Author: Shauna Santare, Chicago Pharmacy Manager
This holiday season, instead of talking about the weather, politics or your relationship status, talk to your family about their medical history. Knowing your family health history can be very important to improve your overall health and wellness. Many common health conditions are genetic, which means they can be passed from generation to generation. When you gather around family this holiday season and throughout the year, take a moment to learn a little more about your family and their medical history.
Health History and Your Family Tree
Understanding your family tree is often the first step to learning more about your medical history. Start by learning more about the health of your first-degree relatives. First-degree relatives are your closest blood relatives including parents, children and siblings. Grandparents, aunts, uncles, nieces, nephews and grandchildren are considered second-degree relatives. Stepparents, aunts and uncles who marry into the family and anyone else who is not a blood relative is not included in your health history.
Your Unique Genetic Makeup: What Makes You, You
Your doctor may talk about a genetic predisposition, which simply means you have an increased chance of developing a certain medical condition because of your genetic makeup. Your genetic makeup is complex and unique. Many factors contribute to what genes you inherit and what genes you pass along to your children. Genetics Home Reference offers a chart to help you understand how conditions can be inherited from one generation to the next.
Why do I Want to Know My Family Health History?
When you know your family health history, you can take steps to reduce your risk of developing genetic conditions. Actively making healthy lifestyle choices can prevent heart disease, diabetes and other health issues with a genetic factor. For example, if you have a family history of prediabetes or type 2 diabetes, you may be able to prevent this disease by proactively managing your weight and your diet. Having a complete family history is also helpful for your healthcare provider. Your doctor can use your family history to make informed decisions about treatment and medication options. He or she can also recommend preventative checkups and diagnostic tests to watch for health conditions that run in your family.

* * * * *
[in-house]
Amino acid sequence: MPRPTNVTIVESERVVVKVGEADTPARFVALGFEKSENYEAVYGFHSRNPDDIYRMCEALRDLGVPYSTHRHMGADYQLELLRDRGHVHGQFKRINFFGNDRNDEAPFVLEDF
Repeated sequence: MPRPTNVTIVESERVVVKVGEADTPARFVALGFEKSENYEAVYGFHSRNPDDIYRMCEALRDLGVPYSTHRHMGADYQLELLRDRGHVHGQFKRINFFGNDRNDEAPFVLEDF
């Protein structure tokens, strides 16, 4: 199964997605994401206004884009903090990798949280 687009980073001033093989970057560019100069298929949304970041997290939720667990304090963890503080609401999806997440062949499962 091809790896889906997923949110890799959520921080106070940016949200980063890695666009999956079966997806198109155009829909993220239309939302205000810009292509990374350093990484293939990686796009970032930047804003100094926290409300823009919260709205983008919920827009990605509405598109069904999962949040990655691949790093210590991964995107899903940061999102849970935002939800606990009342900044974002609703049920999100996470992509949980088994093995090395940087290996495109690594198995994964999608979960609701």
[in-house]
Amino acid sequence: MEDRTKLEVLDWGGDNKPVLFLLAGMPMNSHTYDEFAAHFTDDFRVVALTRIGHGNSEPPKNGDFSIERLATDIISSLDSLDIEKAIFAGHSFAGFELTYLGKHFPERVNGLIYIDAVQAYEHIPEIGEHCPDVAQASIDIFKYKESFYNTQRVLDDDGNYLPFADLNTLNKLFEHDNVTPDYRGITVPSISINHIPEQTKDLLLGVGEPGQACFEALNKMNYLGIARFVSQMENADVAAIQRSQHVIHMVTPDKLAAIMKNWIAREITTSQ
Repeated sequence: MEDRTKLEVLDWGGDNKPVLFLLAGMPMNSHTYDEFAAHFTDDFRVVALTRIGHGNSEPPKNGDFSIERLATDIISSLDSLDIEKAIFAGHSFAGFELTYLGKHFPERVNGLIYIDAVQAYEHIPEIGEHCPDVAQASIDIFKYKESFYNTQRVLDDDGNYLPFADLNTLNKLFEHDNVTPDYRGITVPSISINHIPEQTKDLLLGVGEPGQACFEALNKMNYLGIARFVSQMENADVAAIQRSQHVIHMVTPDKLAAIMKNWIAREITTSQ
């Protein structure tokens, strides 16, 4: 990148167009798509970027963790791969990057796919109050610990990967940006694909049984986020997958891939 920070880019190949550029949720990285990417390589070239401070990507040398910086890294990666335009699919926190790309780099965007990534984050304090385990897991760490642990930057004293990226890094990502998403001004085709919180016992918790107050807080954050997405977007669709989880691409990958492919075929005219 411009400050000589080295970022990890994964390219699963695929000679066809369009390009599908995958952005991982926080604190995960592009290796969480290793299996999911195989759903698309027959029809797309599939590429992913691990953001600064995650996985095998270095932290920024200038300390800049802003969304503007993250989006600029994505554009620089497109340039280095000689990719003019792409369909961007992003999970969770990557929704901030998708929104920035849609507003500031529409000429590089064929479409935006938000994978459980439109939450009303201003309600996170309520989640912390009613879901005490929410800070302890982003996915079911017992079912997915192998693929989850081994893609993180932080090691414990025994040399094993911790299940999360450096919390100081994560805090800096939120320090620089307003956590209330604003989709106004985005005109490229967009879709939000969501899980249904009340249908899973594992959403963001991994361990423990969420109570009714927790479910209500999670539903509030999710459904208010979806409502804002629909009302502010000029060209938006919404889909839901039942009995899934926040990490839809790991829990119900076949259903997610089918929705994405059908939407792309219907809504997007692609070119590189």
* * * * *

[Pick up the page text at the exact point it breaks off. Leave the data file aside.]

Gathering Family Health Information: Consider Privacy and Make Your Intentions Clear
When you approach your family about their health history, be sure to respect their privacy. A person’s medical history can be sensitive, private information. Some family members may not want to discuss their personal health or talk about loved ones who have passed away. Always approach the subject of family health history with gentleness and understanding. If you’re adopted, ask your adoptive parents about your medical records. The adoption agency may also be a resource that can help connect you to your biological family’s health history.
Family Planning and Family Health History
It can be especially important for people who are planning to become pregnant to think about their family health history. If you or your partner has a history of a genetic disorder, you should learn about how genetic disorders are inherited. This can help you understand the many factors that lead to genetic health conditions and help you know the chances of your child developing the same condition. You should also ask if there’s a history of pregnancy complications, including miscarriages or birth defects in your family. Talk to your healthcare provider about genetic screening tests. These tests are typically for women over 35 years old or for people who have a family history of genetic disease.